Even as the UT Estate Office has ordered a city-wide inspection of commercial buildings for checking violation of bylaws, it has turned a blind eye to government buildings. Whether it is the buildings in the Capitol Complex, or the buildings of different wings of the administration, violations are common and obvious, but no action has been initiated to remove these.
In the Capitol Complex, the secretariat and Assembly complex are occupied by Punjab and Haryana. The two buildings, which are among the most renowned works of Le Corbusier, have witnessed several changes, both internal as well as on the facade.
Balconies adjoining the rooms in the secretariat have been covered, turning them into offices. In some cases, these are being used for storage. There have been instances when there was a fire in the secretariat, but the fire-fighting teams had a tough time entering the rooms due to obstruction by the covered balconies.
Renovations and alterations in the offices of the two chief ministers are done at regular intervals. In the Assembly building, wooden partitions have been raised in the main foyer. Changes in the material of the flooring, addition of partition walls, false ceilings in rooms and corridors, and painting of concrete surfaces have been carried out.
While several reports on the issue have been prepared, there has been little corrective action. Now when the UT Administration is aiming to get UNESCO heritage status for the Capitol Complex, the violations have recently been documented by teams from the Chandigarh College of Architecture.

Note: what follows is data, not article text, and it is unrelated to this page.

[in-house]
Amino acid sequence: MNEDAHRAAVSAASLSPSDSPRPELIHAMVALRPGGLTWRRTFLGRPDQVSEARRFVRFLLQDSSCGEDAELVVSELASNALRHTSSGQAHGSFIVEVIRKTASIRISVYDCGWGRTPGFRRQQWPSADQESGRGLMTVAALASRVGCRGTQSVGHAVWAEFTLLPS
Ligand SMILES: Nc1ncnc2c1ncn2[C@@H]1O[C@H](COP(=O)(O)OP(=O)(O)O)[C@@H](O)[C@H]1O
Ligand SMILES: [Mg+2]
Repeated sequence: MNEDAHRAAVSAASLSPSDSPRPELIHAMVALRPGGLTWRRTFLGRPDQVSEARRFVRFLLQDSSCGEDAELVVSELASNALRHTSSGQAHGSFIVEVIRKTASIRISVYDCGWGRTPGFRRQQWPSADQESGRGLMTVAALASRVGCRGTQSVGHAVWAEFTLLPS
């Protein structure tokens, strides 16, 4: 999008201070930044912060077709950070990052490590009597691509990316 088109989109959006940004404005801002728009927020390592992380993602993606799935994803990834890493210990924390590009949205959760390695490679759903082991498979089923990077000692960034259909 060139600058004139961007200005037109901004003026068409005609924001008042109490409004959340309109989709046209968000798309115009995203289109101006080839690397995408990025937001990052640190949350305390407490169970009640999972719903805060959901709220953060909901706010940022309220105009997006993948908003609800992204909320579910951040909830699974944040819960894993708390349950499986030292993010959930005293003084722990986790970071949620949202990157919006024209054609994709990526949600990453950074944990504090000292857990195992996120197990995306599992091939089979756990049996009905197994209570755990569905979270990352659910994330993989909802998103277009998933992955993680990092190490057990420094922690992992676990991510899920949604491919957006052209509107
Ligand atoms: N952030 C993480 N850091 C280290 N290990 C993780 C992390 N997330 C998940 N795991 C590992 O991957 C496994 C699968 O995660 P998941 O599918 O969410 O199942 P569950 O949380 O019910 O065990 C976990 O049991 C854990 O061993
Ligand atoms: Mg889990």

A UT official, who admits that there are numerous violations in the two buildings, says that the governments of Punjab and Haryana do not always consult the administration while making the changes.
Among the other structures where violations abound is the Municipal Corporation building in Sector 17. Temporary partitions have been made on the second floor to create office space for the staff in violation of the building bylaws and the approved plans. Rooms have also been created in the basement, which was earmarked for parking of two- wheelers. Even in the building of the Chandigarh Housing Board in Sector 9, offices are functioning in the basement.
‘Written to Chief Secretaries’
UT Deputy Commissioner Mohammad Shayin said, “We have written to the Chief Secretaries of Punjab and Haryana for removal of violations in the buildings occupied by these states. We cannot simply enter these buildings and remove the violations. In some government buildings, the Estate Office has managed to get violations removed.”
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